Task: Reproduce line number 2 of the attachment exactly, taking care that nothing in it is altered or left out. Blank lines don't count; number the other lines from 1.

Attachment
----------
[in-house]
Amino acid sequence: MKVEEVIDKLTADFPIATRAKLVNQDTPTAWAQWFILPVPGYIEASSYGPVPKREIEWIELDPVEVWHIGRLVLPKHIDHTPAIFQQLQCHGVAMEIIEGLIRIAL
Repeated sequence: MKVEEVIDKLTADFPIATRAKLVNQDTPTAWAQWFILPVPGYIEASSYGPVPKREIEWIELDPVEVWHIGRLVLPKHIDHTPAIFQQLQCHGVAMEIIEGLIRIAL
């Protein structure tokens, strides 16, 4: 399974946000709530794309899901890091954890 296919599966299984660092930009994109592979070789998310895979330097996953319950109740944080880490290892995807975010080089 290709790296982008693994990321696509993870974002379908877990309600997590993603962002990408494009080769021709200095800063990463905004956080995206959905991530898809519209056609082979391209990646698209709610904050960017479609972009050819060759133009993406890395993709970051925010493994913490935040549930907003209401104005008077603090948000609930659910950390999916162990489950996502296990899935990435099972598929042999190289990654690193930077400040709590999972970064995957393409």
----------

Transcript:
Amino acid sequence: MKVEEVIDKLTADFPIATRAKLVNQDTPTAWAQWFILPVPGYIEASSYGPVPKREIEWIELDPVEVWHIGRLVLPKHIDHTPAIFQQLQCHGVAMEIIEGLIRIAL